One might describe Mahjongg in two ways that are inverse possibilities. First, Mahjongg plays an aggressive style of dance music. Second, Mahjongg plays a dance-y and poppy style of noise music. On first listening to their third full-length album, The Long Shadow of the Paper Tiger, I would have gone with the latter description. But after multiple listens, I’m more inclined to class Mahjongg as a noisy dance band.
Right away, I unreservedly liked this album. It was noisy and repetitive, without neglecting pop hooks. Mahjongg incorporates interesting elements of pop music without confining the songs to a typical structure. The result is an uncompromising sound in which harsh verges on sweet.
Each song is built around a groove that is split between a repetitive keyboard riff and percussive sequencing. The melodies often wrap around the time signature, producing a stretching effect. The rhythms therefore sound more complicated than the typical 4/4 of rock. Many of the songs seem to gather inspiration from that sound of “world music” filtered through post-punk (i.e., Talking Heads or Pop Group, representing two sides of another divide between pop and harsh). On top of that, add elements of ‘80s and ‘90s dance music which, to a certain extent, tame the noise without reducing the confrontational sound.
As I continued to play the album, something kept getting on my nerves. The best way to characterize this annoyance is with one word: vocoder. Now, Mahjongg doesn’t go overboard with the vocoder, but it is heavily featured on at least half of the songs on this short album. It may boil down to a matter of taste. For me, the vocoder isn’t initially offensive, but over time, it begins to release an inevitable toxin. (I find the same experience after multiple listens to Black Moth Super Rainbow, a band that also overuses the vocoder). It’s not the vocoder in itself that causes the problem, though; it’s merely representative.
The best test case is the album’s centerpiece, “Grooverider Free”, a nine-minute track that splits in the middle to reproduce in miniature the divide Mahjongg seems to want to continually saddle. Immediately, the song goes to the commonplaces of dance music: a busy synth line gives way to a cheesy melody sung through a vocoder. This repeats for half the song. It makes me think of a clichéd late night scene on the dance floor, perhaps not such a bad thing. One could argue that the robotic vocals parody the repetitive dance-diva vocals that mark the most obnoxious dance songs. Fortunately, this part of the song breaks down, and then speeds up into a crazy drum and bass line. We go from ‘80s disco trash to ‘90s heavy electronics, complete with samples of people talking, little synth leads, and a repetitive chant of “a New World Order.” This ends up saving the song.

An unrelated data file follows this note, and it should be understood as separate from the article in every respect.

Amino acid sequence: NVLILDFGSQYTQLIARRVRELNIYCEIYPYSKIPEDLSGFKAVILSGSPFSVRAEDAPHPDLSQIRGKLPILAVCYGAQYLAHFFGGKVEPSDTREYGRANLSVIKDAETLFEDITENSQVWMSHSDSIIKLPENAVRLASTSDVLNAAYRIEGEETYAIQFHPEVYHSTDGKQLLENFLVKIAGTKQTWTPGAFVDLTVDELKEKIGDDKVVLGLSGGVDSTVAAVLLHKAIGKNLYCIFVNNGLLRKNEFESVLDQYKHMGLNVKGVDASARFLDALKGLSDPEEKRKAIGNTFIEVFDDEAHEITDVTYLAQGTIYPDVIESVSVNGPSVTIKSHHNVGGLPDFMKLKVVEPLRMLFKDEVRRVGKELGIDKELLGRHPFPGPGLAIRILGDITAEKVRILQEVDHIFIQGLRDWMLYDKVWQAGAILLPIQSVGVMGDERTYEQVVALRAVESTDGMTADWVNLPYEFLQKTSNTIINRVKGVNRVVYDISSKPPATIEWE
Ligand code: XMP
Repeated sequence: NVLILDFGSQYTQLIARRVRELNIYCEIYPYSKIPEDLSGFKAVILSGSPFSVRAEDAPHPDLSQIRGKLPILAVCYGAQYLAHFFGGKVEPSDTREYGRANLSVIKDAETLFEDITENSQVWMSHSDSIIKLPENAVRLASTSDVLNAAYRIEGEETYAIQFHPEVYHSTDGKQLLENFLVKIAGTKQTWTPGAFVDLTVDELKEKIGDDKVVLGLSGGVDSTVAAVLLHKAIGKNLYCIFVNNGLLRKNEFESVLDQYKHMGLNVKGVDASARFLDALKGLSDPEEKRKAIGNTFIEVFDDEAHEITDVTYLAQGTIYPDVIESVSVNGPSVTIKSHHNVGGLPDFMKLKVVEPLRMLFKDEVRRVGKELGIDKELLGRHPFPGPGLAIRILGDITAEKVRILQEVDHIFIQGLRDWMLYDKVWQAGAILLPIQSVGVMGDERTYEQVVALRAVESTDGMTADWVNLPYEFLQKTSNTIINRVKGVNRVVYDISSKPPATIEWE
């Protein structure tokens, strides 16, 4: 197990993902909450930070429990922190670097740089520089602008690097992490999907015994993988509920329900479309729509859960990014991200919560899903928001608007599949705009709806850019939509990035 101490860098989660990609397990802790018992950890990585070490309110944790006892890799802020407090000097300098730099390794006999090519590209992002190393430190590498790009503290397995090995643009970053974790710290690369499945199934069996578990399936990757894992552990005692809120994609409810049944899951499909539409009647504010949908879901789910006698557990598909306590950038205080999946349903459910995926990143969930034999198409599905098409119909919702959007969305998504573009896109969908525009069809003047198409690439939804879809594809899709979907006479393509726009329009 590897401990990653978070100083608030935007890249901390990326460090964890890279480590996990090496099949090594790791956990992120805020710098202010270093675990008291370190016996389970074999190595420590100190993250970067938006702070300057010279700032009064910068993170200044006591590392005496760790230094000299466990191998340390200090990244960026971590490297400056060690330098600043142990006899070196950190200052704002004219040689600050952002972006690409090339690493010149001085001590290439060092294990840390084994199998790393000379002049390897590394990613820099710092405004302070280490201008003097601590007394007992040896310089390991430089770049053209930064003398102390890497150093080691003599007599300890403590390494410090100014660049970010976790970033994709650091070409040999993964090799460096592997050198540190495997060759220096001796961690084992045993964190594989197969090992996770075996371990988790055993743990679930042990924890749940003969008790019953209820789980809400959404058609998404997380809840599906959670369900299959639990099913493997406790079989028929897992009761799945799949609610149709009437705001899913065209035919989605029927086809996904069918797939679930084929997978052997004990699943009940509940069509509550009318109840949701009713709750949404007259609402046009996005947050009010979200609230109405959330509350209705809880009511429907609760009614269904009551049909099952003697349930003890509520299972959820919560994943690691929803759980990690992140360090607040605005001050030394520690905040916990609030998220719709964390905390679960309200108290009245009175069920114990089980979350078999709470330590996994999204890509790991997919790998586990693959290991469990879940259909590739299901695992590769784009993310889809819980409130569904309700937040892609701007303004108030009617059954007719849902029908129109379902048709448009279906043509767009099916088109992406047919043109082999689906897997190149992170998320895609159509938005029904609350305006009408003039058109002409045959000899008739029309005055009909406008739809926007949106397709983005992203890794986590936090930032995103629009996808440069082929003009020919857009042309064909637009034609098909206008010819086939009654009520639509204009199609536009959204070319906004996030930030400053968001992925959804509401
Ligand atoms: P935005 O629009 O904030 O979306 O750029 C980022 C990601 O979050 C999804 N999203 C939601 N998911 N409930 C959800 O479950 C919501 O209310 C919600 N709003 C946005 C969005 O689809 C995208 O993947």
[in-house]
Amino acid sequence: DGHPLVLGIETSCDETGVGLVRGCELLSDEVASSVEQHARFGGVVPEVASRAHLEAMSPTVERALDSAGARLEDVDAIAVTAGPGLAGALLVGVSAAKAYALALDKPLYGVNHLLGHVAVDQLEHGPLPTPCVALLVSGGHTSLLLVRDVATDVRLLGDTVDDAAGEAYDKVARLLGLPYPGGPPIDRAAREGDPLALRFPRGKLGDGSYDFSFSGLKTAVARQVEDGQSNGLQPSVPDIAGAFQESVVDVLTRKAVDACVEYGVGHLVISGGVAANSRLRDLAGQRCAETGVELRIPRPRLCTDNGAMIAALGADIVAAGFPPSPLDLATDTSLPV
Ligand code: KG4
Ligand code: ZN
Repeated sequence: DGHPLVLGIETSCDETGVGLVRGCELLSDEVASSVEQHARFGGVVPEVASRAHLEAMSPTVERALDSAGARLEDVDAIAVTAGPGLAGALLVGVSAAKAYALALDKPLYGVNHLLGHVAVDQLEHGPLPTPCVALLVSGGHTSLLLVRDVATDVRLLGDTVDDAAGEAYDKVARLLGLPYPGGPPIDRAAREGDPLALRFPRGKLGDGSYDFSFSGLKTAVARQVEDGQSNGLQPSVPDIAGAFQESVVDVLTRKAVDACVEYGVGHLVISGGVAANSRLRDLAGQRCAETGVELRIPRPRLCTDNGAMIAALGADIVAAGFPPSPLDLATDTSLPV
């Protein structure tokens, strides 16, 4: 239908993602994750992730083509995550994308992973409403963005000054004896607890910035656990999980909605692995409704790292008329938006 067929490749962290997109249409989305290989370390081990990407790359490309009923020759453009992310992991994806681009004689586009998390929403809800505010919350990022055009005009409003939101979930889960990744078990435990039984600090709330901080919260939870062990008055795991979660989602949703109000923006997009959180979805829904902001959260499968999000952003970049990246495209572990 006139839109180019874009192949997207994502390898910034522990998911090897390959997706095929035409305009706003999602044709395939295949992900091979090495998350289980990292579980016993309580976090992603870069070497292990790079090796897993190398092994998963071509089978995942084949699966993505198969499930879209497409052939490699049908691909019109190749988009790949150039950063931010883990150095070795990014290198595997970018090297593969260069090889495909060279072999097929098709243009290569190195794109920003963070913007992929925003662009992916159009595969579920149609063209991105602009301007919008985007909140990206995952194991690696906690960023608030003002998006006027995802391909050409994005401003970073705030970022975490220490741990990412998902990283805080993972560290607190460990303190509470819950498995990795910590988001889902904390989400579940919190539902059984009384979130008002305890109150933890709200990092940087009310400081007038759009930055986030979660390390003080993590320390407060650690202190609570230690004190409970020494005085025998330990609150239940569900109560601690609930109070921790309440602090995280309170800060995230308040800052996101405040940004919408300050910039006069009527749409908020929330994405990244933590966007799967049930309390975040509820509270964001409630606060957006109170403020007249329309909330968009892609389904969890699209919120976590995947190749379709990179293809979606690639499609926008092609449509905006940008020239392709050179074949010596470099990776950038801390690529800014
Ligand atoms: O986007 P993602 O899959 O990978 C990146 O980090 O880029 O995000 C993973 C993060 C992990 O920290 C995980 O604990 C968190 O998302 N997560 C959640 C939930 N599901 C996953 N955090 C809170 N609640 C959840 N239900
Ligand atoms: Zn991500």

There’s something intentionally obnoxious about Mahjongg, which might be part of their sense of humor. All noise-influenced music walks this thin line. The usual failure occurs when a band underestimates the difficulty of making good noise. Mahjongg has no problem here. “Gooble”, “Wardance”, and “Devry” are all completely successful as frenetic, harsh dance songs. On “Devry”, arguably the best track on the album, Mahjongg uses the vocoder in the best possible way. The song has a great glam call-and-response melody that is reminiscent of both Suede and Guns N’ Roses, while remaining completely impersonal. None of the vocals make it through unprocessed and this is not a problem in itself. Using the vocal track as another layer of instrumentation rather than as the focus of a song is one of the best ways to undo the monolithic structure of pop music. Particularly in the realm of electronic music, a crisp and clean vocal line is difficult to pull off without ending up sounding like the current manufactured pop.
Instead, Mahjongg’s problem is that they still manage to veer too far into cheese. It’s not enough to make this a bad album. Half of it is great. But the other half loses its sheen very quickly. The Caribbean disco of the opener, “Gooble”, is infectious and upbeat. It could go on a few minutes longer and still maintain its freshness. It is followed by “Miami Knights”, which relies so heavily on those same old obvious dance song elements of a pulsing synth and an annoying vocoder melody that even the interesting part, a repeated halting of the beat, can’t save it. In fact, interest quickly becomes annoyance when surrounded by those well-worn techniques.
When Mahjongg works out the mixture of its sound to its own advantage, the band is able to inject funk into heavily processed music, a noteworthy feat. If it only stayed with the noisier elements of its composition, Mahjongg would produce a more satisfying compound. Anything repetitive runs the risk of becoming obnoxious. Noise annoys, but so does cheesy dance music.
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